Reflex Sympathetic Dystrophy Syndrome
Complex Regional Pain Syndrome

RSD(S)-CRPS Advisory
Common Types of Pain
Common types of pain

Pain usually falls into one of two categories:

Nociceptive pain is caused by damage to tissue. It is usually described as sharp, aching, or
throbbing pain. It can be due to benign pathology, tumors or cancer cells that are growing
larger and crowding body parts near the cancer site. It may also be from cancer that has
spread to the bones, muscles, or joints, or caused a blockage of an organ or blood vessels.

Neuropathic pain happens when there is actual nerve damage. Nerves connect the spinal
cord to the rest of the body and allow the brain to communicate with the skin, muscles and
internal organs. Nutritional unbalance, alcoholism, toxins, infections or auto-immunity can
cause painful neuropathies from diseases such as kidney failure. Neuropathic pain may be
caused by a tumor pressing on a nerve or a group of nerves. People often describe this pain
as a burning or heavy sensation, or numbness along the path of the affected nerve. The
cause of a neuropathic pain remains unknown in a third of the cases.

Chronic Back and Leg Pain
Chronic back and leg pain is described as pain that is felt in the back and/or leg that may
result from spinal diseases including: arachnoiditis, degenerative disc disease, epidural
fibrosis, failed back surgery syndrome, lumbar disc herniation, osteoporosis, and spinal
stenosis. Back pain is often located in the lower back, but it may extend to other areas,
such as the thighs, calves, and feet. Affected areas may feel tender or sore to the touch,
and the pain may increase with movement. This type of pain can be felt as sharp or
knife-like pain, a burning sensation, or as a dull muscular ache. Symptoms can range from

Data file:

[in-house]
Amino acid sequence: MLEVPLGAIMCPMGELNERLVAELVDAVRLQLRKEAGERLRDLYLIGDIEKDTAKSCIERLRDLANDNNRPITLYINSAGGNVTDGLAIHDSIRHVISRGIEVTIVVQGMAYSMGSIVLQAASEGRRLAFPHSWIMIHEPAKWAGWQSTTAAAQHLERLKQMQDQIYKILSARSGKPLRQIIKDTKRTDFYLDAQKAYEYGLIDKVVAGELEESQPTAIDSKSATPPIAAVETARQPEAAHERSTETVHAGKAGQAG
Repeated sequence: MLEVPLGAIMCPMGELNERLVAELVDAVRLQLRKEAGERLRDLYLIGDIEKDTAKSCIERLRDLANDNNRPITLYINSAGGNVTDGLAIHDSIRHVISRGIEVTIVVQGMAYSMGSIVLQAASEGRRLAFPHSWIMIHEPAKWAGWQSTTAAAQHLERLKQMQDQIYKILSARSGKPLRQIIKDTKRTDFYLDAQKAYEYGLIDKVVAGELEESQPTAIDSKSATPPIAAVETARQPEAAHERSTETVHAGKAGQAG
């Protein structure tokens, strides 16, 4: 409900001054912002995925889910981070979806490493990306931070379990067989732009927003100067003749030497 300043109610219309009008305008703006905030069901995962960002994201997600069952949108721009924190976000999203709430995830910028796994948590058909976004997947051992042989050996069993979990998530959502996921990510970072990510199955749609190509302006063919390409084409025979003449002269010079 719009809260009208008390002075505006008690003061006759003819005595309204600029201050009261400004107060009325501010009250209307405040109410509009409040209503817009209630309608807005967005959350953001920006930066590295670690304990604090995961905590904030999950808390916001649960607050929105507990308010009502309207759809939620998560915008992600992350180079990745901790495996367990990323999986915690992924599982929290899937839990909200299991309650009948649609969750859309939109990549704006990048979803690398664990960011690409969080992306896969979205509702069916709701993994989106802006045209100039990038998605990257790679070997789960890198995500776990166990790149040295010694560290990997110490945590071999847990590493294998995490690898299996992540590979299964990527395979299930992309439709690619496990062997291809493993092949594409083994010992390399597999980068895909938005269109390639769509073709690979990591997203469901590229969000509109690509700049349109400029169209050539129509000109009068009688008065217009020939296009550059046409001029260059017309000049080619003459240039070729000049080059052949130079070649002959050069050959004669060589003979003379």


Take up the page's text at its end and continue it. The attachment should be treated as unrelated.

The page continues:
mildly uncomfortable to completely disabling.

Complex Regional Pain Syndrome (CRPS)
CRPS usually develops in the foot or hand after an injury (such
as a broken bone) or surgery that may involve nerve damage. CRPS
is the abbreviation used to describe two painful syndromes also
known as Reflex Sympathetic Dystrophy (RSD) (CRPS type I) and
Causalgia (CRPS Type II). The overriding symptom is extreme pain
-- frequently described as burning. Other symptoms can include
sensitivity to touch, skin changes, swelling, weakness, and
decreased function of the hand/foot.

In 2001, there were more than 150,000 CRPS patients in Europe.

Painful Neuropathies
Painful neuropathies are a common collection of neurological disorders resulting from
damage to nerves that generate severe chronic pain. Nerves connect the spinal cord to the
body and help the brain communicate with skin, muscles, and internal organs.

Painful neuropathies may be caused by nutritional imbalances, alcoholism, toxins,
infections, or autoimmunity, or may be the result of illnesses such as kidney failure or
cancer. In approximately one-third of cases, the cause of neuropathy is unknown.

They have common symptoms such as pain, burning, weakness, and numbness. These
symptoms most often appear in the hands or feet. Treatment is focused on the underlying
disease or condition if it is known.

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